The Project is delighted to announce the winners of its annual awards presented to law firms and attorneys who provide outstanding representation to indigent prisoners on death row. The Project’s Exceptional Service Award honors the outstanding efforts of volunteer law firms. The Project’s John Paul Stevens Guiding Hand of Counsel Award recognizes individual attorneys who have demonstrated the kind of courage and commitment associated with Justice Stevens, who was the inaugural recipient of the award in 2011. This year’s recipients of the Exceptional Service Awards are Kirkland & Ellis LLP and Perkins Coie LLP, and the winners of the 2015 John Paul Stevens Guiding Hand of Counsel Award are Megan McCracken and Jennifer Moreno of the Berkeley Law Death Penalty Clinic Lethal Injection Project. The awards will be presented at the Project’s Volunteer Recognition & Awards Event on Thursday, September 10, 2015, at the Decatur House in Washington, D.C.
Kirkland & Ellis has demonstrated exceptional commitment to providing pro bono death penalty representation, with some of the firm’s most senior partners taking the lead. In 2005, a Kirkland team led by the firm’s then-chair Tom Yannucci and former Solicitor General Kenneth Starr, succeeded in winning clemency for their client, Robin Lovitt, who was on death row in Virginia, after a court clerk improperly destroyed untested DNA evidence. In addition, Kirkland has represented Texas death row prisoner Max Soffar for nearly ten years in his decades-long effort to prove his innocence. Mr. Soffar, who suffers from serious cognitive deficits due to organic brain damage, has twice been convicted and sentenced to death based solely on a confession given after 26 hours of unrecorded interrogation that spanned several days. No physical evidence has ever linked Mr. Soffar to the crime. Kirkland’s pro bono attorneys uncovered significant new evidence to support Mr. Soffar’s claims of innocence, but thus far courts have refused to overturn the conviction and sentence. Mr. Soffar is terminally ill with liver cancer, but his volunteer attorneys continue to fight on his behalf. They are currently mounting a national press campaign and appealing for compassionate release so that Mr. Soffar may spend his remaining days with his family. Kirkland attorneys continue to represent a number of other death row clients pro bono.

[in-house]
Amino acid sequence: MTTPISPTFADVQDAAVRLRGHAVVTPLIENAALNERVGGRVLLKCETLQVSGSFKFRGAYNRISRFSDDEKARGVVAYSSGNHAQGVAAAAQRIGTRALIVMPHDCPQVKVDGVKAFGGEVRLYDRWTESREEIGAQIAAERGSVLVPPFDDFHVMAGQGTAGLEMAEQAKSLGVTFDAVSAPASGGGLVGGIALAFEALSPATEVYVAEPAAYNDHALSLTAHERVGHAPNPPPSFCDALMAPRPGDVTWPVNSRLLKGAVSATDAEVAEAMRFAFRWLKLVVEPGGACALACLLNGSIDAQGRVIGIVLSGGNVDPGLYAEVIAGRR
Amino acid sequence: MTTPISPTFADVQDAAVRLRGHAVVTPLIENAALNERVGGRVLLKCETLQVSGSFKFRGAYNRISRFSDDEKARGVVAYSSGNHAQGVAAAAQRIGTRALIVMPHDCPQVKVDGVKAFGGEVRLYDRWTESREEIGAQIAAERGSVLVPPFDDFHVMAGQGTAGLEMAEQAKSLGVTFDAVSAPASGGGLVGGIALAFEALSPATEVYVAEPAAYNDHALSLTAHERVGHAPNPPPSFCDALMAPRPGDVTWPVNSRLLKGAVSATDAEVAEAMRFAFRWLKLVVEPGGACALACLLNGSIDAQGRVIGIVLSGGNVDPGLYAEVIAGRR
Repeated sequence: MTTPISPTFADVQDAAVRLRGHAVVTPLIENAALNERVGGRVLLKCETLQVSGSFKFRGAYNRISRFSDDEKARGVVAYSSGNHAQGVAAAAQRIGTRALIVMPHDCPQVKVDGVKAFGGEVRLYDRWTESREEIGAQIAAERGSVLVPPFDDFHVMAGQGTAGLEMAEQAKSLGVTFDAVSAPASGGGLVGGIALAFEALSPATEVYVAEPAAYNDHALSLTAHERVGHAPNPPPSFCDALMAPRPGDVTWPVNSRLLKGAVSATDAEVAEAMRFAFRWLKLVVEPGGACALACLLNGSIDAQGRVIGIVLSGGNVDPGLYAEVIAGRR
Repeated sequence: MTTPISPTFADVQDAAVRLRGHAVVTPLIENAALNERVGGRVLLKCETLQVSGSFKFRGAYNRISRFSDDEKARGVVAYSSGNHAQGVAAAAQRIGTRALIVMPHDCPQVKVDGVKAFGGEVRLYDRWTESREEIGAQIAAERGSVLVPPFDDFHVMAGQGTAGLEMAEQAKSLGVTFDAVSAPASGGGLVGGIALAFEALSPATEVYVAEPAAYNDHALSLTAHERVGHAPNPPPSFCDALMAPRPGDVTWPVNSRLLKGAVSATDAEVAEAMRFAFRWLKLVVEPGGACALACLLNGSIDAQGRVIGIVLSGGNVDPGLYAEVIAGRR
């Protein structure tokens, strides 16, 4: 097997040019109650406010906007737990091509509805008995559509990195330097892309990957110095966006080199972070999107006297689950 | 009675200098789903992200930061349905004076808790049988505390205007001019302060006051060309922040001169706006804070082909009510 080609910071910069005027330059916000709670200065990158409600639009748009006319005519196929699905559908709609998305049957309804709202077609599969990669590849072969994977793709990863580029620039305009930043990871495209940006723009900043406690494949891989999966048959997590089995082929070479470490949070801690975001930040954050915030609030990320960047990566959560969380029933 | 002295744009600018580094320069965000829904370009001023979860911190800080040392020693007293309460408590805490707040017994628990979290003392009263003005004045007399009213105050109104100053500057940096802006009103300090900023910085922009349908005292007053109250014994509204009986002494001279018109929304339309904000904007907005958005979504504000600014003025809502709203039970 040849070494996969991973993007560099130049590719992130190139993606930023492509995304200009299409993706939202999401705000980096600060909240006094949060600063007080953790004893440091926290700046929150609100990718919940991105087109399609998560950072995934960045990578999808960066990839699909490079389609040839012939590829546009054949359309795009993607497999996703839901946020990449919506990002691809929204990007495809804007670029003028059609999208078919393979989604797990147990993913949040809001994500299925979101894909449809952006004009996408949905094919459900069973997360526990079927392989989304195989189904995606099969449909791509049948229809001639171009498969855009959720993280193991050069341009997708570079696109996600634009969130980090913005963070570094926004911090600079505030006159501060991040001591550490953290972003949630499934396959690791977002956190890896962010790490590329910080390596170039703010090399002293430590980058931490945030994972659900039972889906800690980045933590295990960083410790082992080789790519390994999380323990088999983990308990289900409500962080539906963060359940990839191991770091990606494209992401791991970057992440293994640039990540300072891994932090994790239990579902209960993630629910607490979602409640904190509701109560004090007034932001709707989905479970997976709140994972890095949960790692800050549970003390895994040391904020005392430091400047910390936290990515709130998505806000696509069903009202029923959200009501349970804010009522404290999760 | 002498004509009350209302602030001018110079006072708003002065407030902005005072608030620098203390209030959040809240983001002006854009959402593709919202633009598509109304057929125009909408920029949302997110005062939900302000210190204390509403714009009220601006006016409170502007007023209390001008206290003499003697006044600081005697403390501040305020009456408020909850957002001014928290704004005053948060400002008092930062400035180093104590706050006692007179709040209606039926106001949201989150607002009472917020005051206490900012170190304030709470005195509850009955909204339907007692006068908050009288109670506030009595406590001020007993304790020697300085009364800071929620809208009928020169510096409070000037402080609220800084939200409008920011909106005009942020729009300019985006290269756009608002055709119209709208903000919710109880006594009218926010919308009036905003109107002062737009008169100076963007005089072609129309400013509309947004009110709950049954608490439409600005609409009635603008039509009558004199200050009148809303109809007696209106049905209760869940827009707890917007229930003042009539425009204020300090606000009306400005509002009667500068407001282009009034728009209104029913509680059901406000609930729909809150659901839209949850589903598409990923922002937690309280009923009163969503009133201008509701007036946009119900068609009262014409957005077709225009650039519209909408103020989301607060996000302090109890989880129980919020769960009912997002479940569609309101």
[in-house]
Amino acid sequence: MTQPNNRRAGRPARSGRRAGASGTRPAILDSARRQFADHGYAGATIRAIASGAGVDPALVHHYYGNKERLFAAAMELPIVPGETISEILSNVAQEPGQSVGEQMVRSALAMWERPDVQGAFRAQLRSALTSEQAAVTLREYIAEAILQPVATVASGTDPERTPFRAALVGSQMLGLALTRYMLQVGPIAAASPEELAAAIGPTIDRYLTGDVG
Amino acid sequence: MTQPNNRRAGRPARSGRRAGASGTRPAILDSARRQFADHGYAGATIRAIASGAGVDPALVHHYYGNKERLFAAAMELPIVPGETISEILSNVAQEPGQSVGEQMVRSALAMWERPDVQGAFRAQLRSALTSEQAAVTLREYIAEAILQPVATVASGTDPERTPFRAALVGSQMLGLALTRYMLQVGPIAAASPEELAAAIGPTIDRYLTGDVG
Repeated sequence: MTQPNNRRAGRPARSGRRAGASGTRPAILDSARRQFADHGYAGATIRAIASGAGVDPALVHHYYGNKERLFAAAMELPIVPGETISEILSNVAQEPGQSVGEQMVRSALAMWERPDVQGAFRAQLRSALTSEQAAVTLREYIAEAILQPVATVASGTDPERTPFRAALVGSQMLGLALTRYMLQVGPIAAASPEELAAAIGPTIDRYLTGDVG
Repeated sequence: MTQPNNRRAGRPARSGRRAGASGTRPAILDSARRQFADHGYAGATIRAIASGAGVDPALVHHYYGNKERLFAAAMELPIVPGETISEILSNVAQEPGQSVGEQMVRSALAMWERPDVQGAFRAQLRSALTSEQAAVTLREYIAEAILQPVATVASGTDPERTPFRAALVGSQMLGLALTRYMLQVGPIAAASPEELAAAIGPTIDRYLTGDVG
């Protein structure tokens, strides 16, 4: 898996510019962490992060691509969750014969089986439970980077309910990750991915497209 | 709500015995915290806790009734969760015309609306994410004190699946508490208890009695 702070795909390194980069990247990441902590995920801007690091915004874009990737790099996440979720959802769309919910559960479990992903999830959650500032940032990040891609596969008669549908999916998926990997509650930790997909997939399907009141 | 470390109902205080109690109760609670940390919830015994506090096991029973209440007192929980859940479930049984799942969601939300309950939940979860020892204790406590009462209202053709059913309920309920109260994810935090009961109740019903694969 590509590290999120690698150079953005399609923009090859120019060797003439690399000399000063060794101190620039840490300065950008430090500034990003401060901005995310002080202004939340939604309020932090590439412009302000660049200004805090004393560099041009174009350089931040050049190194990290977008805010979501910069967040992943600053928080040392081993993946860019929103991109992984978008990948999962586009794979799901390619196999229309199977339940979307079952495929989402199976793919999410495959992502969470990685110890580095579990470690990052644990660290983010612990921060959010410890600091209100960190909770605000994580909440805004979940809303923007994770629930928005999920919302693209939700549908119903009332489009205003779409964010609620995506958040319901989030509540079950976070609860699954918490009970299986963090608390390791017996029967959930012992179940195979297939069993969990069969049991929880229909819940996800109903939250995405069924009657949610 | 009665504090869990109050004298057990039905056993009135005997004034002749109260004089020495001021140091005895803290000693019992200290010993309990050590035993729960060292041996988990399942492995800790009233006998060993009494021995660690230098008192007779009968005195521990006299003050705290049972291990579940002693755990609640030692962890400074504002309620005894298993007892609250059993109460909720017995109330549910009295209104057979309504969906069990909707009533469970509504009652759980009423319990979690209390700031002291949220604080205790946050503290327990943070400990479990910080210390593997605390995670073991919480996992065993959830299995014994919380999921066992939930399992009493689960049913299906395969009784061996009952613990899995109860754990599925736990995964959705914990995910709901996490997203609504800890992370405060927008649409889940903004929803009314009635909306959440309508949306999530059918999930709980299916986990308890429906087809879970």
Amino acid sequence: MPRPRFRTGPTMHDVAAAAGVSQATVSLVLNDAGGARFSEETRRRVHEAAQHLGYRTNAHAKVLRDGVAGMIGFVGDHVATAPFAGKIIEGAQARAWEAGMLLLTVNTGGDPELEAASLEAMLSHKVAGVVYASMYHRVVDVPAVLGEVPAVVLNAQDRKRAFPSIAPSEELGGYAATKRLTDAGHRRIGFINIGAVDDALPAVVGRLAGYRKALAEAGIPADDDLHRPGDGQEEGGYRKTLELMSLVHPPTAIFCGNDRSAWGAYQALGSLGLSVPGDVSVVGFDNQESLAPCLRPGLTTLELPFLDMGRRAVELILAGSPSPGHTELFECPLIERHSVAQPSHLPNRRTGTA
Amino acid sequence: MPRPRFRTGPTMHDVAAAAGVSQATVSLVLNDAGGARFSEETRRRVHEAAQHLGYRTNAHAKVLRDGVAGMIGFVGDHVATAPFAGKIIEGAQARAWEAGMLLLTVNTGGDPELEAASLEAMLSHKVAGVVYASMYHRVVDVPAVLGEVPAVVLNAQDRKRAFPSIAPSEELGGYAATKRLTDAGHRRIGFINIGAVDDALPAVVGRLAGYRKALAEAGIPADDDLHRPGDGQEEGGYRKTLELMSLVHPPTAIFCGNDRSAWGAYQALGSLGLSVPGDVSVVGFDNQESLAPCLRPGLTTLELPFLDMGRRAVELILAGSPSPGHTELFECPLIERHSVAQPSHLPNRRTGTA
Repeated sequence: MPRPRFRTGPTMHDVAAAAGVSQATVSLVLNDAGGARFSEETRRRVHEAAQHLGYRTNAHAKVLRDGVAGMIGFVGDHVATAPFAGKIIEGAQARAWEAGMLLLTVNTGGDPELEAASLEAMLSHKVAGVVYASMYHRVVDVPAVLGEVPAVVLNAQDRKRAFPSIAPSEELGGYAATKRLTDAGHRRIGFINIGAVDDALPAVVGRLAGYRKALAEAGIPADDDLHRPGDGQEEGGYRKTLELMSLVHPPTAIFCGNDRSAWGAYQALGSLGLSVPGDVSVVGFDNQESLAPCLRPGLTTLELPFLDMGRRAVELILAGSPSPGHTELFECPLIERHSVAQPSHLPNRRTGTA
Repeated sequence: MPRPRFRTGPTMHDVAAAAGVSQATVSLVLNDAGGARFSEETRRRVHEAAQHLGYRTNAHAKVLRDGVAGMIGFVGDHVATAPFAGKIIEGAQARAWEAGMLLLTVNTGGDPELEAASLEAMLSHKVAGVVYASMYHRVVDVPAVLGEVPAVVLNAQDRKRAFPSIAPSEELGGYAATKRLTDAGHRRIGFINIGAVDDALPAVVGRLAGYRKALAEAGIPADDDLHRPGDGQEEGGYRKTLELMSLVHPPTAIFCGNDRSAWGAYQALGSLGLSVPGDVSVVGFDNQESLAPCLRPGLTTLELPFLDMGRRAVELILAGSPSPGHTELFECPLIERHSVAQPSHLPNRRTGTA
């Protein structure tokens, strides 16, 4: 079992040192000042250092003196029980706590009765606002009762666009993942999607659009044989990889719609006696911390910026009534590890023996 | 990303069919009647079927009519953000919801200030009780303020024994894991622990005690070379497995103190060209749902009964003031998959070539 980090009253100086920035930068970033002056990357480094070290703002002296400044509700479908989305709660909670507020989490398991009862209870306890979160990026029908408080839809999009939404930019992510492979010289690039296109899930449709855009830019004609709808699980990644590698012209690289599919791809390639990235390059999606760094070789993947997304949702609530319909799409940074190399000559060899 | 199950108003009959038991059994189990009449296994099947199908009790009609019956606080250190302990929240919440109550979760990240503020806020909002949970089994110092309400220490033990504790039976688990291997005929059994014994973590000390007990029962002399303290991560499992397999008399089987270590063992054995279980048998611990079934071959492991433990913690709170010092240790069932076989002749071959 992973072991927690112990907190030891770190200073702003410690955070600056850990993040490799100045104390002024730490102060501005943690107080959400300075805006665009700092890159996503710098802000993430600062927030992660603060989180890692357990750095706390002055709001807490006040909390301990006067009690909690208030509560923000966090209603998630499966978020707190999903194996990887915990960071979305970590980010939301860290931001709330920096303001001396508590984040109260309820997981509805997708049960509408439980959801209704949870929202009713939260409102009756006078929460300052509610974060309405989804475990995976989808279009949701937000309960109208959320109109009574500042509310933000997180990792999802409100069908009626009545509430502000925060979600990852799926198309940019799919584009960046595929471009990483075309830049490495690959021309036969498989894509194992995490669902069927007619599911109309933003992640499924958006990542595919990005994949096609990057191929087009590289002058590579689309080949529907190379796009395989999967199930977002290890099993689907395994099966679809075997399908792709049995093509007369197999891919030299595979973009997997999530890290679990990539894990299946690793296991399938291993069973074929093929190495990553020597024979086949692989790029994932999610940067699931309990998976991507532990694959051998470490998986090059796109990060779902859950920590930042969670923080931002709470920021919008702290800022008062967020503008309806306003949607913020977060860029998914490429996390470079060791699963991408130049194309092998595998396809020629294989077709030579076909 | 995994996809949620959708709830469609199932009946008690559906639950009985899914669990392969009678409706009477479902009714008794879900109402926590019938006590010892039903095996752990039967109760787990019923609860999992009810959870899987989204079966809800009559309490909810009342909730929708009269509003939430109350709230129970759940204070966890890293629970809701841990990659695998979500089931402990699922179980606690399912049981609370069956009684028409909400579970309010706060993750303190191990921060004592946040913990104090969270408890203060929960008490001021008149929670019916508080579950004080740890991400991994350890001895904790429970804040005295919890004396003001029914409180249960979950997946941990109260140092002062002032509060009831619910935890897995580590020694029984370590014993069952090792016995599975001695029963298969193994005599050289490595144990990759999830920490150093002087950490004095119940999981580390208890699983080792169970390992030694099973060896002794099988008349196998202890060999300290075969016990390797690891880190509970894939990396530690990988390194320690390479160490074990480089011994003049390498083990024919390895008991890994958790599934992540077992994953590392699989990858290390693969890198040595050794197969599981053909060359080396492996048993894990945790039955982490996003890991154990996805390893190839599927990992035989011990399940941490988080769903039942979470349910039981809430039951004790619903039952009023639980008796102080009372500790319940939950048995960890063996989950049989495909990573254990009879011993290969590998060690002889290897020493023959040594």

Perkins Coie LLP has a long history of providing pro bono representation to death row prisoners across the country. The firm’s dedication to taking difficult cases on an urgent basis have led to victories for several of its clients, including Darold Stenson, who was sentenced to die in Washington state. Fifteen years after the offense, lawyers discovered that a key piece of evidence against Mr. Stenson – gunshot residue on his jeans – might actually have come from a sheriff’s investigator who improperly handled the clothing. Not only was the firm able to obtain a stay of execution for Mr. Stenson and eventual reversal of his conviction and death sentence, they were also able to convince the state to change their lethal injection protocols. The firm continues to represent four other death row prisoners in Alabama, Georgia, and Texas.
The 2015 John Paul Stevens Guiding Hand of Counsel Award is being jointly awarded to Megan McCracken and Jennifer Moreno, attorneys at the Berkeley Law Death Penalty Clinic Lethal Injection Project. No two individuals have done more to fight for fairness and transparency in lethal injection protocols over the past decade than Ms. McCracken and Ms. Moreno. Ms. McCracken and Ms. Moreno have played a major role in all major lethal injection challenges since 2007. The two have consulted with lawyers on issues related to lethal injection in 29 jurisdictions, including death penalty repeal legislation in Maryland and Nebraska, lethal injection secrecy in Texas and Virginia, and the administrative procedures and rulemaking of lethal injection protocols in California, Kentucky, Maryland, Nebraska, and Oregon. Ms. McCracken and Ms. Moreno worked tirelessly on behalf of death-sentenced individuals on both of the major lethal injection Supreme Court rulings of the past decade, Baze v. Rees and Glossip v. Gross. They continue to contribute to the national conversation by writing and presenting on lethal injection issues.